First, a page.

Copper Price falls on Global Finance CrisisNEW YORK (Dow Jones) - Copper prices declined Friday despite better-than-expected U.S. employment data, as concerns about global growth linger.
The most actively traded contract, for September delivery, was recently down 6.45 cents, or 1.5%, at $4.1710 a pound on the Comex division of the New York Mercantile Exchange.
Thinly traded August-delivery copper down 5.55 cents, or 1.3%, at $4.1755 a pound.
U.S. non-farm payrolls rose by 117,000 in July, beating expectations of a 75,000 increase, a monthly report from the Commerce Department showed. The unemployment rate, collected through a separate survey, fell to 9.1% in July from 9.2% the prior month.
Copper futures initially pared losses on the report, but then slumped lower as the stock market relinquished its gains. Investors remain concerned that the U.S. economy is in decline after a string of downbeat economic data stifled confidence.
Moreover, Europe's sovereign debt problems remain in traders' cross hairs as larger euro-zone economies like Italy and Spain are under pressure to rein in their debts and spending.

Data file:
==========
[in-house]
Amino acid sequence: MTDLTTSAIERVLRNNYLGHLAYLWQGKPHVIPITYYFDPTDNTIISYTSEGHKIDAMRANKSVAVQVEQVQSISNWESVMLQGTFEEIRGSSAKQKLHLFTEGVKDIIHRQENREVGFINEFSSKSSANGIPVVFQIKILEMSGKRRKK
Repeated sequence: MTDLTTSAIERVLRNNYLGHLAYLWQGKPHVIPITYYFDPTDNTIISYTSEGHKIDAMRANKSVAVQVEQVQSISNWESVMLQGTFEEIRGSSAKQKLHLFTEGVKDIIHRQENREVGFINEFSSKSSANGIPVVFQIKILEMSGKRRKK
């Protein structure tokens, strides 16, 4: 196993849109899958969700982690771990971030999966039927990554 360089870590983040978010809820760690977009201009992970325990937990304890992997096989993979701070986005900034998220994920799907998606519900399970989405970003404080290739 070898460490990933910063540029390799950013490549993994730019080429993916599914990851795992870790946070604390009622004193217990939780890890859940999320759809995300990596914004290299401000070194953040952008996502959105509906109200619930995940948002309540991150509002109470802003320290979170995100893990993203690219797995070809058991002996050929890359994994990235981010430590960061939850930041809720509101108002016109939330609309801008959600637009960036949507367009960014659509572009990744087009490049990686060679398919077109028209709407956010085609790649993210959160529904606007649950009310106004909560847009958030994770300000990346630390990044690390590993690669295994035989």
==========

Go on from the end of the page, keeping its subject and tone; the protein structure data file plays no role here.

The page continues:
"Copper is very economically sensitive, because when the economy slows nobody is building or buying computers," said Sterling Smith, analyst with Country Hedging.
The metal is widely used in everyday goods like iPhones, air-conditioners and cars, and demand for copper tends to wane when business activity is weak.
Despite the recent declines, copper prices have drawn support from a string of production disruptions at major copper mines. Copper mine output has struggled to keep up with growing global demand for the industrial metal and many analysts are forecasting a production shortfall for both 2011 and 2012.
Workers at the world's largest copper mine, Escondida in northern Chile, reached a wage deal Friday and ended a 15-day strike that had stalled output. Escondida accounted for almost 7% of global copper production last year.
Moreover, sustained copper demand from top consumer China has kept copper prices buoyed above the $4 level for much of this year.
"These are still very high prices that reflect exceptionally global demand, and that isn't going to change any time soon, but that doesn't mean prices go up uninterrupted," said Mike Frawley, global head of metals for Newedge Group.
-By Tatyana Shumsky, Dow Jones Newswires; 212-416-3095; firstname.lastname@example.org